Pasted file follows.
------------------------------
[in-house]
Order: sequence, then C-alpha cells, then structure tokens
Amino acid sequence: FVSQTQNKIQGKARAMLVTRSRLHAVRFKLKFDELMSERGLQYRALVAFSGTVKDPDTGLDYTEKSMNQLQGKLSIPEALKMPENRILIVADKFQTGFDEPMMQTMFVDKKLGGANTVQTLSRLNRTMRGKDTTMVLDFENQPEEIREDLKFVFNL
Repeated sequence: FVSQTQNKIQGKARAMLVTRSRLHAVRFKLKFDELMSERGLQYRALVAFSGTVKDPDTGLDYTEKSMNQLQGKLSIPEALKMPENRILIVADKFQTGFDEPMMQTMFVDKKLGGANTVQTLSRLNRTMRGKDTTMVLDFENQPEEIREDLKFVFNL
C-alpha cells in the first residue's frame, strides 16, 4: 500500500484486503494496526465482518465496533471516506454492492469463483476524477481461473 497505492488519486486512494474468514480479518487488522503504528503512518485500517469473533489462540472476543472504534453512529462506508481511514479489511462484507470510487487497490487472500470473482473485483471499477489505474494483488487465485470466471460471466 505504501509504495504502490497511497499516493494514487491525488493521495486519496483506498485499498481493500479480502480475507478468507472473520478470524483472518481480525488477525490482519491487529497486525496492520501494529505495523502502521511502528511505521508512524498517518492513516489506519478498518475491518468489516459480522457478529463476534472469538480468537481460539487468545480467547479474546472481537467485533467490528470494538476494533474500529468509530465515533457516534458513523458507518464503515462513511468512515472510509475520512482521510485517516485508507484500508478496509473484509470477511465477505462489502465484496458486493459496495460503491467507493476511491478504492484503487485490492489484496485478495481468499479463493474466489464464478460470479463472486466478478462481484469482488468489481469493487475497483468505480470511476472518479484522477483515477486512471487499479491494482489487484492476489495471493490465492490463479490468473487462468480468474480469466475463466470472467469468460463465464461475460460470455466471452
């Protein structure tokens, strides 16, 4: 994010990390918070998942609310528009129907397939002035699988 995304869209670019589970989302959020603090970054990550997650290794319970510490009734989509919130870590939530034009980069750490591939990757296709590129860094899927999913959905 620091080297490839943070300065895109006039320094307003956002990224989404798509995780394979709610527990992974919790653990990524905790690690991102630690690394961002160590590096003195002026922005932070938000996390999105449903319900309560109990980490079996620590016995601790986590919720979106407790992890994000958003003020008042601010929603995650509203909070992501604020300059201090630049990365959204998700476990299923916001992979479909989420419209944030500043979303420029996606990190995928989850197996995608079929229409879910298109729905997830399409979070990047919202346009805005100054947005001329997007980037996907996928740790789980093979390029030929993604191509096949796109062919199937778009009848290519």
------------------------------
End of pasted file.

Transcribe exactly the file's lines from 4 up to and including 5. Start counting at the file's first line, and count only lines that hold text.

Repeated sequence: FVSQTQNKIQGKARAMLVTRSRLHAVRFKLKFDELMSERGLQYRALVAFSGTVKDPDTGLDYTEKSMNQLQGKLSIPEALKMPENRILIVADKFQTGFDEPMMQTMFVDKKLGGANTVQTLSRLNRTMRGKDTTMVLDFENQPEEIREDLKFVFNL
C-alpha cells in the first residue's frame, strides 16, 4: 500500500484486503494496526465482518465496533471516506454492492469463483476524477481461473 497505492488519486486512494474468514480479518487488522503504528503512518485500517469473533489462540472476543472504534453512529462506508481511514479489511462484507470510487487497490487472500470473482473485483471499477489505474494483488487465485470466471460471466 505504501509504495504502490497511497499516493494514487491525488493521495486519496483506498485499498481493500479480502480475507478468507472473520478470524483472518481480525488477525490482519491487529497486525496492520501494529505495523502502521511502528511505521508512524498517518492513516489506519478498518475491518468489516459480522457478529463476534472469538480468537481460539487468545480467547479474546472481537467485533467490528470494538476494533474500529468509530465515533457516534458513523458507518464503515462513511468512515472510509475520512482521510485517516485508507484500508478496509473484509470477511465477505462489502465484496458486493459496495460503491467507493476511491478504492484503487485490492489484496485478495481468499479463493474466489464464478460470479463472486466478478462481484469482488468489481469493487475497483468505480470511476472518479484522477483515477486512471487499479491494482489487484492476489495471493490465492490463479490468473487462468480468474480469466475463466470472467469468460463465464461475460460470455466471452